Mahasundari Devi, just like her name, was much the same as an incarnation of a goddess, with her purity and heavenly devotion towards art making her a figure of admiration.
She was born in a Karn Kayastha family at Chatra village of Benipatti on 15 April, 1922.
Studied till eighth grade, she was deemed as barely literate in her childhood but her aunt taught her how to paint Madhubani paintings and since then, she had never looked back.
Motifs and Patterns She Drew
On special occasions, she would draw images such as Kohbar or Baans, Sita Swayamvar, or Radha Krishna on the mud walls of her home (at her in-laws' house).
Bhaskar Kulkarni, a well-known art collector, became aware of this and encouraged her to produce similar patterns on handmade paper so they could be displayed in galleries both domestically and overseas.
Prizes And Awards
She went on to win prizes for her outstanding artwork from three Presidents, Dr. Neelam Sanjeva Reddy, Dr. Shankar Dayal Sharma, and Pratibha Patil, giving the Madhubani painting industry a new dimension.
Her son Bipin Das recalled, "Her works were displayed at exhibitions across the globe and earned her accolades, but I couldn’t forget the joy and excitement on her face when she got Padmashree in 2011".
In addition to the Padma Award, she also received the National Award in 2007 and the Shilp Guru Award in 1997, the highest honour the Madhya Pradesh Government has established for folk art.
The Traditions of Mithila
The Bihar district of Madhubani, which shares a border with Nepal, continued to be her karma bhoomi.
The Mithila people speak their own language and have a more than 2,500-year-old sense of regional identity.
Lord Mahavira, Lord Buddha, and Sita are three of the most well-known people who are speculated to have been born in the area (the legendary wife of Rama).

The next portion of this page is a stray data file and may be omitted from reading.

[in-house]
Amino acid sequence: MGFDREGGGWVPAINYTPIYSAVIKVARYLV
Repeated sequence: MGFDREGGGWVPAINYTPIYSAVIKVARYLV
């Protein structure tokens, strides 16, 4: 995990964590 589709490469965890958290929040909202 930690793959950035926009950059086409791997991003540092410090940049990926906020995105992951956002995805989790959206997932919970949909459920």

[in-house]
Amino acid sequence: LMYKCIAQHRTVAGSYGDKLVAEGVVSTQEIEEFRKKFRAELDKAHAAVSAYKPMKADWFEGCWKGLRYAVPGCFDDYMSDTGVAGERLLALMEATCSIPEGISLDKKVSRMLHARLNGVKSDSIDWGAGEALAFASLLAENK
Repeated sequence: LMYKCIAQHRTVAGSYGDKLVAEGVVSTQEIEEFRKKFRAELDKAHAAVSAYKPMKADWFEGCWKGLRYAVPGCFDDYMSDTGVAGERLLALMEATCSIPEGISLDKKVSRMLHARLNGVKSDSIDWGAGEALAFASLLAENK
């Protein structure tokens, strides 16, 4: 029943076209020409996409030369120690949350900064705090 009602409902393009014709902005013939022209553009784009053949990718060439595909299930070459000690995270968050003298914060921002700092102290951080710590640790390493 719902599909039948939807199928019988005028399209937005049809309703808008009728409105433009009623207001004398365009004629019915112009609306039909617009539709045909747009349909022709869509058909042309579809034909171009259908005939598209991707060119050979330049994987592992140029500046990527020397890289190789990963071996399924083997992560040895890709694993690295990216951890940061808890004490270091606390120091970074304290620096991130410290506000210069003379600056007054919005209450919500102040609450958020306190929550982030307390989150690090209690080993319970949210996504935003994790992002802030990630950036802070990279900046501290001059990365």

The people of this region believe that the land of Mithila is holier compared to other parts of Bihar.
Due to the historical reality that Mithila was the first territory to come under the influence of the Aryan civilization, this type of perception gained traction.
The Maithili also take great honor in their heritage, language, and traditions.
In light of this, Mahasundari taught Vibha Das, Abha Das, and Runa Das—her three daughters-in-law—the fundamentals of Madhubani painting.
Vibha has received a national award for her outstanding artistic creations.
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Painting was traditionally one of the arts that were passed down within families in the Mithila region, primarily by women.
Paintings were typically done on walls during holidays, religious celebrations, and other significant life events like marriage, birth, and the Upanayanam (Sacred Thread Ceremony).
Apart from the freshly plastered mud walls of huts, where the painting was originally done, it is now also being done on cloth, handmade paper, and canvas.
The subject and style of Madhubani painting have essentially remained the same over the years because it has only ever been practiced in a small region of Mithila.
How Mahasundari Devi Popularized Madhubani Art
Parts of Darbhanga and Madhubani were destroyed by an earthquake in the area in 1988. Damage was also done to Darbhanga Maharaj's palace complex, which was full of artwork two centuries ago.
However, Mahasundari Devi popularised this art form not just in the nation but also in the west throughout the course of the following three decades.
Her artwork is greatly admired by Nitish Kumar and Montek Singh Ahluwalia, the Deputy Chair of the Planning Commission.
She had asked him to create budgetary allocations for artists to make paintings and permit the government to buy their works on a yearly basis when they had last spoken.
She also wished for the creation of a regional arts development institute and museum.
But when she passed away on July 4, 2013, at the age of 92 due to severe breathing problems, her wish also disappeared.
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Author and Editor: Diya Mondal